Autism Fact: About 1% of the world population has autism.
April is Autism Awareness Month and – as every year since I’ve known her – author RJ Scott hosts a month-long blog hop to help spread the message and help raise awareness of autism. You can find a list of all participating authors and read their stories here. (There are also plenty of goodies to win!)
1% of all people on this planet are autistic. That’s an enormous crowd of people, all living in a world specifically designed to fit the other 99%. A challenge if I’ve ever seen one. When RJ – for this year’s blog hop – asked us all to share stories and words of hope, I puzzled about this. Wouldn’t strength and resilience be better topics when faced with a challenge like this? I think I got it in the end. Raising awareness is an act of hope, a wish to inspire action that leads to something better down the road.
Hope is a topic I love to explore in many of my stories.
Jack Horwood, the main character in my Power of Zero series, considers hope a concept he has little time for. When he has nothing to live for, it’s sheer cussedness that keeps him going, not the idea that things will get better in some as yet nebulous future. Jack doesn’t expect anything from anyone, so when Gareth suddenly steps up to have his back and strangers rally to his support, he’s suspicious rather than grateful. Though none of that stops him from reaching out and offering hope to others when they need it – and for me, that’s always been the most interesting thing about Jack’s journey. That he can give hope to others when he had none, and needed none, for himself.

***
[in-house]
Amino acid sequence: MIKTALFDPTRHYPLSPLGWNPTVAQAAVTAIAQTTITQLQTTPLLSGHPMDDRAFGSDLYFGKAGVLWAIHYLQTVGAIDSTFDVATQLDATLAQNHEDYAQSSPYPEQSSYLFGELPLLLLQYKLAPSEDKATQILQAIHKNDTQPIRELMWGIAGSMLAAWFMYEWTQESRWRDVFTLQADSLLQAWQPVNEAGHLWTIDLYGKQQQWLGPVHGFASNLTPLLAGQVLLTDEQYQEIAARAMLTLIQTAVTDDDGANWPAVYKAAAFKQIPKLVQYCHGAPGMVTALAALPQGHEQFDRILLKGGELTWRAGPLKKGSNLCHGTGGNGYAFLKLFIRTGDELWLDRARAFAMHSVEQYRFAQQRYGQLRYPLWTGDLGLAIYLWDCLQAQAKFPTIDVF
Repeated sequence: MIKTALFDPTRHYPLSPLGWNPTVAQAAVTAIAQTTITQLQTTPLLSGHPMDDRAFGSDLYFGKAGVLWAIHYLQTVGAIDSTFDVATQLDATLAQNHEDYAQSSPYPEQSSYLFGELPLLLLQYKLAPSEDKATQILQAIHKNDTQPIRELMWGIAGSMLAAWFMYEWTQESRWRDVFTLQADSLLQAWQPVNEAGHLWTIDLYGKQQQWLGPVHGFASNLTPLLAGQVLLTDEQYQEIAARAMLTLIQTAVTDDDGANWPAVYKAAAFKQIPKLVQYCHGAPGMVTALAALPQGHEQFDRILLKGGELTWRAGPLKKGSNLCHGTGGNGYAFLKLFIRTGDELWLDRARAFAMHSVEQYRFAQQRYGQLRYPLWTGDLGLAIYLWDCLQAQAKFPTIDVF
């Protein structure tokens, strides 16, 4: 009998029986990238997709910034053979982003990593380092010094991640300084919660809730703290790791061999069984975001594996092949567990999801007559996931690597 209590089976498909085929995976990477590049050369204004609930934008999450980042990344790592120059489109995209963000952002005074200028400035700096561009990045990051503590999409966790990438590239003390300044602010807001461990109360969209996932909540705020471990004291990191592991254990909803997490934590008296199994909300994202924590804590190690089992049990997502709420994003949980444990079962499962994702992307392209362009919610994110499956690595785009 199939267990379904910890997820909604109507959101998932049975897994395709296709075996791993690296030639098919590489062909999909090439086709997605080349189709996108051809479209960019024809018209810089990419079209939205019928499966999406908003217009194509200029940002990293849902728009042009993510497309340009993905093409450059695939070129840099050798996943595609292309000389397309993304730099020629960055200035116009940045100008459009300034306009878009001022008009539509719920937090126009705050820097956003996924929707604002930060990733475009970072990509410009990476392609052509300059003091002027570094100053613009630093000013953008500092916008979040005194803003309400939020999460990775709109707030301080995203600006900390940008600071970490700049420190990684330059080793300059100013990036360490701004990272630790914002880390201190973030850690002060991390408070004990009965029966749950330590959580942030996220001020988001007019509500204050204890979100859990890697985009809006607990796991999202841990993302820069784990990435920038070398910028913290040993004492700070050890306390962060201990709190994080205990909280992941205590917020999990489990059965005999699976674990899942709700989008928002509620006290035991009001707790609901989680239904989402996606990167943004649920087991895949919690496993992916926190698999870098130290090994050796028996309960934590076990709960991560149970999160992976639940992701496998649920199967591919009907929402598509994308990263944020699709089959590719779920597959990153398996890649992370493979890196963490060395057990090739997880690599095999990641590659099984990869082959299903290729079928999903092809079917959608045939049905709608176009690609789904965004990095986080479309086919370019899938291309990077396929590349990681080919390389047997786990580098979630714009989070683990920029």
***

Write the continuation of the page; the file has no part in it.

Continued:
The thing about hope, at least in my mind, is that it transcends what we think or even feel about ourselves. Even in our blackest, most despondent moments we’re able to give hope to others through something as simple as a friendly word or a small kindness.
That tells me that hope is driven by action, by the way people around us act and react. So instead of telling someone don’t lose hope give them a smile, a hug or a shoulder to cry on. Or buy them a coffee and listen to them rant. It won’t take much from your day. You won’t need to excert yourself emotionally, you won’t need to make an effort to be cheerful, but the fact that you are reaching out will give hope to someone else.
Yes, hope is a strange commodity, something you can give away even if you don’t have it in the first place. That’s exactly the reason it’s so fascinating and so enduring. It’s also the reason why we, as a race, will never lose it.
Jack’s story, from a boy who prefers to be homeless than owned by a pimp to a determined hacker-vigilante who hunts pimps and johns and rescues abused kids, is a story of revenge. When he falls in love, and learns that a family can be a source of strenght, it becomes a story of healing. But first and foremost, it’s a story about hope.
Book #4 of Jack’s story, Swings & Roundabouts, is due out on May 13th. I’ll be around in various places online talking about Jack, Gareth, Nico and Daniel and the trouble I’ve landed them in this time. They’re still a ways from their HEA, but hope, as always, won’t be denied, whatever our innermost fears may want to make us believe.
As a thank you to RJ Scott, I’d like to give away some books! Leave me a word that gives you hope in the comments and you can win a book of your choice from my back catalogue.